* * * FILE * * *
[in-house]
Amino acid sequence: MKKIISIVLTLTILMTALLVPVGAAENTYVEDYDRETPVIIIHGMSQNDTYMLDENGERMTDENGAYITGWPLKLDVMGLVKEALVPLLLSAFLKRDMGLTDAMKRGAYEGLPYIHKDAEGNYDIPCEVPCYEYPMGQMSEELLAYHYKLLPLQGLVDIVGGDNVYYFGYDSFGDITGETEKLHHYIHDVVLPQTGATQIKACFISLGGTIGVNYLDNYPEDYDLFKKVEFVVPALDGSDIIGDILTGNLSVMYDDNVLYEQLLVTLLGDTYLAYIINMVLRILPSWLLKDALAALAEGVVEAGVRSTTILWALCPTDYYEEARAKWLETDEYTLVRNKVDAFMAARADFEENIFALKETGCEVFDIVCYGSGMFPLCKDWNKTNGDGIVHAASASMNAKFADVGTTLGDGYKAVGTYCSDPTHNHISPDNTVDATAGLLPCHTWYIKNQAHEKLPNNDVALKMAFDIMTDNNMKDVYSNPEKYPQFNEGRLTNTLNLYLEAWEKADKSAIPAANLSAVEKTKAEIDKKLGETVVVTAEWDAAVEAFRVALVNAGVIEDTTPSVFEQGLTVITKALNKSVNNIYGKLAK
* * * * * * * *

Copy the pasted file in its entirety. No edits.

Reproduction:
[in-house]
Amino acid sequence: MKKIISIVLTLTILMTALLVPVGAAENTYVEDYDRETPVIIIHGMSQNDTYMLDENGERMTDENGAYITGWPLKLDVMGLVKEALVPLLLSAFLKRDMGLTDAMKRGAYEGLPYIHKDAEGNYDIPCEVPCYEYPMGQMSEELLAYHYKLLPLQGLVDIVGGDNVYYFGYDSFGDITGETEKLHHYIHDVVLPQTGATQIKACFISLGGTIGVNYLDNYPEDYDLFKKVEFVVPALDGSDIIGDILTGNLSVMYDDNVLYEQLLVTLLGDTYLAYIINMVLRILPSWLLKDALAALAEGVVEAGVRSTTILWALCPTDYYEEARAKWLETDEYTLVRNKVDAFMAARADFEENIFALKETGCEVFDIVCYGSGMFPLCKDWNKTNGDGIVHAASASMNAKFADVGTTLGDGYKAVGTYCSDPTHNHISPDNTVDATAGLLPCHTWYIKNQAHEKLPNNDVALKMAFDIMTDNNMKDVYSNPEKYPQFNEGRLTNTLNLYLEAWEKADKSAIPAANLSAVEKTKAEIDKKLGETVVVTAEWDAAVEAFRVALVNAGVIEDTTPSVFEQGLTVITKALNKSVNNIYGKLAK